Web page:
How Five Hours of Work Made Me $500
I knew I would not take my car to a car salesman, and by selling my car myself, I saved $500. Or if you subscribe to Ben Franklin, I made $500 selling my own car. There’s no rocket science to it or even a need to read an entire car selling book you will find more helpful hints. You only need patience, a little time on the computer and a little elbow grease. Here’s how–
1.) Never, never trust a car salesman.
No offense to anyone who is a car salesman, but they’re as honest as Nixon in November. That’s true for about every kind of salesman out there (it’s part of the job description), but it’s doubly true for car salesman. I don’t trust them in the same way I don’t trust lawyers, credit card companies, loan sharks, pawnbrokers and military dictators. They don’t get where they are by being pillars of morality.
2.) Know how much your car is worth.
My baby was a beaten 1996 Saturn SL1. I fully planned on junking it, despite it still running, because I simply didn’t want to deal with selling it. On a whim, I decided to check out the Kelly Blue Book value and, amazingly enough, I saw it was still worth a thousand dollars. The nearby car junkyard offered me $250. Kelly Blue Book is online, accurate, free and a great way to regulate a car’s value. Takes five minutes.
3.) A clean car is a valuable car.
am not a neat freak by any means. In fact, I am quite the opposite. You should see the desk I am typing at now. Despite this, I know that simply cleaning something up makes it look twice as valuable. I browsed literally hundreds of online car ads from private sellers and the majority only pick up a little garbage. Ads featured dusty cars with dirty, smudged windshields. 90% of the time these cars stink of body odor, pets and smoke.
Three rolls of paper towel, a heavy sponge, a small bottle of dish detergent and a bottle of glass cleaner. That’s all you need. Forget the waxes and specialty cleaners. Don’t have a Shop-vac? Use an industrial vacuum at the car wash or gas station.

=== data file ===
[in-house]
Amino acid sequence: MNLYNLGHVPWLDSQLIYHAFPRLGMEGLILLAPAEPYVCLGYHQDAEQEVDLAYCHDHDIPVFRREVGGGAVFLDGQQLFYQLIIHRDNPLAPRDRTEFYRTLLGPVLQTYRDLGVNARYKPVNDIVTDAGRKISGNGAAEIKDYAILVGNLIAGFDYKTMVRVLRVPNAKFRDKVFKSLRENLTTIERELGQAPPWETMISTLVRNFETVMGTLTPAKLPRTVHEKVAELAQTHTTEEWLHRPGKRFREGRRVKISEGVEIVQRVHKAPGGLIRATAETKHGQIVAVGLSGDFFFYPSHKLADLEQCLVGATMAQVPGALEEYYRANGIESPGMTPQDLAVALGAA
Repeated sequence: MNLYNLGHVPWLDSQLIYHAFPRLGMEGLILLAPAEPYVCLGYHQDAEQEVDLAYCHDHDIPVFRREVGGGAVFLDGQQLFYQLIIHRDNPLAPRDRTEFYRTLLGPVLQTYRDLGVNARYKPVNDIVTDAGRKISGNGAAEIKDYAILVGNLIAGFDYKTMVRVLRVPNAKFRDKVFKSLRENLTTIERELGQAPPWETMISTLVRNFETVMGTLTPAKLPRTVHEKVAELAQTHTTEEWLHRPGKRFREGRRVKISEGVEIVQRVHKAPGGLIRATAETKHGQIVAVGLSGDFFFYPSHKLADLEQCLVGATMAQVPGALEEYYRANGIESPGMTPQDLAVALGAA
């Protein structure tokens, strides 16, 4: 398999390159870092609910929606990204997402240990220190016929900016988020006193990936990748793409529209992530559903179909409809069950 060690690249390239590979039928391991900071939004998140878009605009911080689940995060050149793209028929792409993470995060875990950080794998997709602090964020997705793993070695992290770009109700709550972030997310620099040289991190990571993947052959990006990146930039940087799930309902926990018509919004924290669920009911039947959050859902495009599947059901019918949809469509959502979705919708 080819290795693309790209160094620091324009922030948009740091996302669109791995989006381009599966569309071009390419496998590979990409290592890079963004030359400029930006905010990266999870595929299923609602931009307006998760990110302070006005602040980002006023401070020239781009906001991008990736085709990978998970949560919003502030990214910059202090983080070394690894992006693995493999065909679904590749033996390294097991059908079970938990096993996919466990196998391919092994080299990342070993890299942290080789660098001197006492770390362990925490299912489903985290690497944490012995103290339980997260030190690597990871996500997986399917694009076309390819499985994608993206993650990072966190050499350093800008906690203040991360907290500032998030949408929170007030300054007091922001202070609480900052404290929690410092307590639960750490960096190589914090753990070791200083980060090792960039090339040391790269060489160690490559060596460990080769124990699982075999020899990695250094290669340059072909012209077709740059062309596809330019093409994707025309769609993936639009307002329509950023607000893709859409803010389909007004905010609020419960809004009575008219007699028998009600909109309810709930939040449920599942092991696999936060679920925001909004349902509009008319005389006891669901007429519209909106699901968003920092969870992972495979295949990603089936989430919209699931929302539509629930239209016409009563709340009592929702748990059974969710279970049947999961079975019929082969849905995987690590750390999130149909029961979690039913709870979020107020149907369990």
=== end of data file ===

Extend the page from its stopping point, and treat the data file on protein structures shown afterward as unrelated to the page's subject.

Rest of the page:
4.) Learn and love Craigslist for selling cars.
It took me awhile to warm to Craigslist, but now I love it. Unlike eBay and PayPal’s monopoly, it doesn’t charge ridiculous fees. In fact, there are no fees. Sellers are local and deals are quick and easy. When you put your car on Craigslist, be honest, be detailed and take lots and lots of decent pictures.
Just be careful. Meet publicly, only deal with cash and watch out for scammers. I suggest driving the car to a local Starbucks and meeting the person there. I have had great luck selling items by simply putting the item up for $1 and asking people to send me offers. Did the same for my car. In three days, someone offered me $750 for the old Saturn.
With car pricing on the Internet accessible on most phones, as well as Craigslist, there’s no reason most people can’t have the same luck. Be honest about the condition of the car. Mine had virtually no exhaust, no working A/C, leaked oil and needed a brake job. On the other hand the engine ran well, the tires were newer and it had a working CD player. It wasn’t my dream car, but for the guy that wanted a beater to drive to the steel mill and back every day, it was perfect. In total, selling my car myself took about five hours of additional work and I made $500. I just wish my job paid that well!